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Floyd Mayweather, Shane Mosley get in last words

Floyd Mayweather Jr. and Shane Mosley both addressed nagging criticisms about each other as the hours ticked down to their Saturday night welterweight title fight.

“We don’t know how many fights he fought clean,” Mayweather said about Mosley at Wednesday’s final news conference, digging once more at Mosley’s 2003 use of performance-enhancing drugs.

“Mayweather deserves credit for taking this chance [to fight me],” said Mosley, who has knocked out 39 of his 51 opponents and stands as the toughest opponent Mayweather has fought since taking on a close-to-retirement Oscar De La Hoya in 2007.

Mayweather (40-0, 25 KOs) long has been jabbed by critics for failing to engage in a classic brawl, backing off and fighting in spurts, instead of going for the kill and chasing the highlight-reel slugfest. Despite his unbeaten record, critics say Mayweather tends to dominate only against smaller or less skilled foes, as he did against Juan Manuel Marquez last year.

The opportunity for both men in this bout at MGM Grand Garden Arena in Las Vegas is to conquer their most biting criticism.

“Shane is a very dangerous guy,” fight promoter Richard Schaefer said, pointing out Mosley’s ninth-round technical knockout upset over Antonio Margarito last year. “These guys who’ve said Mayweather has been afraid to fight, to take on a guy like [Mosley], needed to apologize when Floyd signed up for this fight.”

Mayweather is expected to be far more active than usual against Mosley (46-5, 39 KOs), who like Mayweather has been well-schooled in boxing since his youth and knows how to apply his craft’s finest skills and traps.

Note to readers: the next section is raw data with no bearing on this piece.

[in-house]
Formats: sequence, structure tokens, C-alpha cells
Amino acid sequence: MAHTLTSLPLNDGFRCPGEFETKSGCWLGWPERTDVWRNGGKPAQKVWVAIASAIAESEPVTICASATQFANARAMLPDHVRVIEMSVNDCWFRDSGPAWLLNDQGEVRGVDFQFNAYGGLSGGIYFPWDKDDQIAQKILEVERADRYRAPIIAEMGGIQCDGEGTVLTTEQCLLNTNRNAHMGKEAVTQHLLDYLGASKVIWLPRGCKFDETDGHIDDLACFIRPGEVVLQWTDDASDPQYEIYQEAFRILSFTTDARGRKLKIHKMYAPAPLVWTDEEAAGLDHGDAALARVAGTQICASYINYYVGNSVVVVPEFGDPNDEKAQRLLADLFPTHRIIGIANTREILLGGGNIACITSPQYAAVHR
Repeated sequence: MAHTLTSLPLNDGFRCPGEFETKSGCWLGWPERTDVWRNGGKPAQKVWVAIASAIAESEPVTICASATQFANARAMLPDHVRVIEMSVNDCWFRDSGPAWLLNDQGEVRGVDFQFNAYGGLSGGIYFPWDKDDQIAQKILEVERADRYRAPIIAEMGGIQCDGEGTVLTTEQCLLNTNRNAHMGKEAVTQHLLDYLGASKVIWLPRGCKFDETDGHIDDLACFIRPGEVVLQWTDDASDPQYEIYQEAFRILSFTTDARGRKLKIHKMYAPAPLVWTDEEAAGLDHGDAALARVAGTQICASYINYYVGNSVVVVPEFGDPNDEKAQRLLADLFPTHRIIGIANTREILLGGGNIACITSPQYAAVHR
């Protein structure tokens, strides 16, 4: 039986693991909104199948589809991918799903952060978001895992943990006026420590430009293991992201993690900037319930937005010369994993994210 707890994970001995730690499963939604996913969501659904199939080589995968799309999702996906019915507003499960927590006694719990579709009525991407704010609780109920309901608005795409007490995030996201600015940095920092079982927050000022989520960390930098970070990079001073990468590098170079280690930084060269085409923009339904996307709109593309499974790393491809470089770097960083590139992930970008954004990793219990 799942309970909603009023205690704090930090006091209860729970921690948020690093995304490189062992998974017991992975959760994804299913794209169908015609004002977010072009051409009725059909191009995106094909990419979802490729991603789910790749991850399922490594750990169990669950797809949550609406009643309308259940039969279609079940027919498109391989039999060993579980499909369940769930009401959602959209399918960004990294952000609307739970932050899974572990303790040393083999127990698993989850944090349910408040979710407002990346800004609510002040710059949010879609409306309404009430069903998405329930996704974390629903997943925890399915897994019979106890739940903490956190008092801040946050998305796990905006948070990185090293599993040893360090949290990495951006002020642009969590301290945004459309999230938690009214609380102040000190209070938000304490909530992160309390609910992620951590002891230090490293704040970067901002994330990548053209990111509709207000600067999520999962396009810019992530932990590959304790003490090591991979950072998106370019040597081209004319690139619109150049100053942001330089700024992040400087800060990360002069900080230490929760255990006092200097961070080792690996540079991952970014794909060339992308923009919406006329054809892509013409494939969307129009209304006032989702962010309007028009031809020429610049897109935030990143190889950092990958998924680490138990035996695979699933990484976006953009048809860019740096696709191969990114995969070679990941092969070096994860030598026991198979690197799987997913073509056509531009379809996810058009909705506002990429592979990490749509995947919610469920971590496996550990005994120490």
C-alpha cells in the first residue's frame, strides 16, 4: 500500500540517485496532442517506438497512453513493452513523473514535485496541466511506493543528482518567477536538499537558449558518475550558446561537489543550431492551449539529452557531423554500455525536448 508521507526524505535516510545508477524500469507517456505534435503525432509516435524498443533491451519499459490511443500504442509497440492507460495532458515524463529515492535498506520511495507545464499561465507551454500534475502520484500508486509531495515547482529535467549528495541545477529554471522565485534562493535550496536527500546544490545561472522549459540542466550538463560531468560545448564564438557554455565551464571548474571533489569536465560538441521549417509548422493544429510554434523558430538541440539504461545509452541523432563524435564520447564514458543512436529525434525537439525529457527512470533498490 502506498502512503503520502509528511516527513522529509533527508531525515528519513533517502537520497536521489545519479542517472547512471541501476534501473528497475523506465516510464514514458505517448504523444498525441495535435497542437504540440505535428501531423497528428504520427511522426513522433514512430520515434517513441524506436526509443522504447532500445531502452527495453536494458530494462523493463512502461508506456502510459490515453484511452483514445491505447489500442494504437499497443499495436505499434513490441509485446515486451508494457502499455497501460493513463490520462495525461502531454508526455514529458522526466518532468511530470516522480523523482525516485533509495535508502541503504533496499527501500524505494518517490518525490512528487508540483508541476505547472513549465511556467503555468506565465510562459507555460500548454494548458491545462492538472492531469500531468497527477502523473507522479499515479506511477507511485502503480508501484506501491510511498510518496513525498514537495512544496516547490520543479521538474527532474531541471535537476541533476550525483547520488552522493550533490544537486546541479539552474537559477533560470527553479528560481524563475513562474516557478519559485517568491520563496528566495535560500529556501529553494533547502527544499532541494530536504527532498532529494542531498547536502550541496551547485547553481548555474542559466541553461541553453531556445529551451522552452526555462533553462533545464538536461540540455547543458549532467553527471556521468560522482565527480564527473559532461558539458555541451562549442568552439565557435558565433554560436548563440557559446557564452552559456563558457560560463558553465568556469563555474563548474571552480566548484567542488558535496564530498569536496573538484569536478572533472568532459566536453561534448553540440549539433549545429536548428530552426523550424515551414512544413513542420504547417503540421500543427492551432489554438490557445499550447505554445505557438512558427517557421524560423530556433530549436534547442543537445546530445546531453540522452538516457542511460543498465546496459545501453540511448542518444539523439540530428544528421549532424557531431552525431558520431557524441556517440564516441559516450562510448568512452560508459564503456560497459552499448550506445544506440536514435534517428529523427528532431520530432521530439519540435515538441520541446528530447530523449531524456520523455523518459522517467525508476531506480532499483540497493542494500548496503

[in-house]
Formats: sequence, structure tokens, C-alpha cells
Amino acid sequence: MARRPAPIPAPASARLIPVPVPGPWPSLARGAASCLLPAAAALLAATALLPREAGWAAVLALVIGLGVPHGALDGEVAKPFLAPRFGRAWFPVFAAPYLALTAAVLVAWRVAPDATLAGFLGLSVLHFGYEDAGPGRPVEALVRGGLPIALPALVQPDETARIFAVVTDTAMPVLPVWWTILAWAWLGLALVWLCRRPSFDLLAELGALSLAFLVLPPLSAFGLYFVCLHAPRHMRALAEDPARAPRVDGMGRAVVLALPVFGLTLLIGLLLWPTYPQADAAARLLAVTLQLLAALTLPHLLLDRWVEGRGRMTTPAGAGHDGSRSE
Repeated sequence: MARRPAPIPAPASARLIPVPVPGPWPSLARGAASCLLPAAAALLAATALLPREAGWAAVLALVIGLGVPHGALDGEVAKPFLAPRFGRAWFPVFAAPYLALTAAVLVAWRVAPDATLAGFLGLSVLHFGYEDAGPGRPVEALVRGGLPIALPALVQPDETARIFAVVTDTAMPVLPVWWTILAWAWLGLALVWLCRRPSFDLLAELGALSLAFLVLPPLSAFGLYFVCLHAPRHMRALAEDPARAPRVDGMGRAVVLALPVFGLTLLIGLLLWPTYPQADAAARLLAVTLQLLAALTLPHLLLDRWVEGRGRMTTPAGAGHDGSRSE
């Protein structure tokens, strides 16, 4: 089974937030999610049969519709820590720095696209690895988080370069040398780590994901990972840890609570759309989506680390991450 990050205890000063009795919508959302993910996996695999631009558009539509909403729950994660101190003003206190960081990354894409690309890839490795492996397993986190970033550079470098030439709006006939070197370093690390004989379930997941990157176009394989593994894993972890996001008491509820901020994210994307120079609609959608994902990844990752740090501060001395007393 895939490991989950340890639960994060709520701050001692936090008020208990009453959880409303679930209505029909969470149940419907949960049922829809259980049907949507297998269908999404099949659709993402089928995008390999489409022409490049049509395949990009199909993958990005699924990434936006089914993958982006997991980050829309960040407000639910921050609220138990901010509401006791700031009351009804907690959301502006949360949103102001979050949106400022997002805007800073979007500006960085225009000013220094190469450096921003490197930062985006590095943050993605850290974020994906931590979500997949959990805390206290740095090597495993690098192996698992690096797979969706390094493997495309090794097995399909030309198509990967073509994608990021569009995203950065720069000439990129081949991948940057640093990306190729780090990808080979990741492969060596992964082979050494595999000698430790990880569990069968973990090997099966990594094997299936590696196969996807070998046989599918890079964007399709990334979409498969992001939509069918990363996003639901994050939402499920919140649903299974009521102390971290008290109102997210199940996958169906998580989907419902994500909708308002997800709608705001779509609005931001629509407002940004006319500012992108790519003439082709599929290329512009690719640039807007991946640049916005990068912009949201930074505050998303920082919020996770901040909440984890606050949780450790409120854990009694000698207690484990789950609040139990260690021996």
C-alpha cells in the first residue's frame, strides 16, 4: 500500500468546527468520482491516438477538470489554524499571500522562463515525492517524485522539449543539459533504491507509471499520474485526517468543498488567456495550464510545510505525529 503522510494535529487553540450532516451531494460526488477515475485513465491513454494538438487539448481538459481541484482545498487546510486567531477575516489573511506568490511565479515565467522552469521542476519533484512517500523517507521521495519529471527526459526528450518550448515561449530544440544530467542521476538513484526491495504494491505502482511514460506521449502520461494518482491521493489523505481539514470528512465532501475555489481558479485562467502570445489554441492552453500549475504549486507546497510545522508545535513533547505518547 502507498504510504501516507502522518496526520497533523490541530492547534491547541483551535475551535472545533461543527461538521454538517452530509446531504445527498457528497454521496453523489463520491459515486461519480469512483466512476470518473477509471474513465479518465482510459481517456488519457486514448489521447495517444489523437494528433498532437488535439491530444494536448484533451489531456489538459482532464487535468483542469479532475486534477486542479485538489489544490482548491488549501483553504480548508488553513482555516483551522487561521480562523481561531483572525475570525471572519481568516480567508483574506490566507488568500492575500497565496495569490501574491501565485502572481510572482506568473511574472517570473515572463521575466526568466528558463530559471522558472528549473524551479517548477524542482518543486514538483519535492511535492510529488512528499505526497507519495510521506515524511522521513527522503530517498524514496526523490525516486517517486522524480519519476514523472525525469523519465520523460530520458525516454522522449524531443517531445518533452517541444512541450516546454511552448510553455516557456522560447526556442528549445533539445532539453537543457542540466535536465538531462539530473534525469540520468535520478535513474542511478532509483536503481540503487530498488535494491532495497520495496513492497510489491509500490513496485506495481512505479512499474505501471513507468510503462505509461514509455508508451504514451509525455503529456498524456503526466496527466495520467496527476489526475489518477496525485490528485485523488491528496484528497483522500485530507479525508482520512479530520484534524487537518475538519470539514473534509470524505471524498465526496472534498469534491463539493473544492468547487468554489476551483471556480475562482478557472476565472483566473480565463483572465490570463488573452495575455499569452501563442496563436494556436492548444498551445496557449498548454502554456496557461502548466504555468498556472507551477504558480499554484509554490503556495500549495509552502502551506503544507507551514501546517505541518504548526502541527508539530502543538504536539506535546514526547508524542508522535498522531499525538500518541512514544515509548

Mayweather, reluctant to ever acknowledge the severity of his challenger’s talent beyond cursory respect, said the Mosley bout will “entertain fans.” Mayweather also defended his past practice to “take less punishment” in bouts. Take a look at who’s still active from the U.S. Olympic classes of 1996 (where Mayweather won a bronze medal) and 2000, he suggests.

“It’s not my fault I dominate,” said Mayweather, 33, sharply dressed in a blue-gray vest and large tie. “If I had been in a bunch of wars, I wouldn’t be here talking to you guys anymore.”

As for Mosley, he called Mayweather “a special fighter,” acknowledging it will take an unusual effort by Mayweather to beat him. “He deserves props,” Mosley said. “Maybe he’s decided this is the right time to take this kind of fight.”

Mosley also revealed that the independent anti-doping protocol that Mayweather insisted upon for this bout — performed by the U.S. Anti-Doping Agency — has subjected him to four blood draws and eight urine tests.

“Eight times, that’s a bit excessive, but I like this,” Mosley said. “Hey, I’m a clean fighter.”

Schaefer said the thorough drug tests mean he “never wants to hear another word about Shane Mosley and BALCO.

“I do hope when Shane wins that people give him the credit he deserves and tell how a clean Shane Mosley beat the best fighter in the world.”

lance.pugmire@latimes.com


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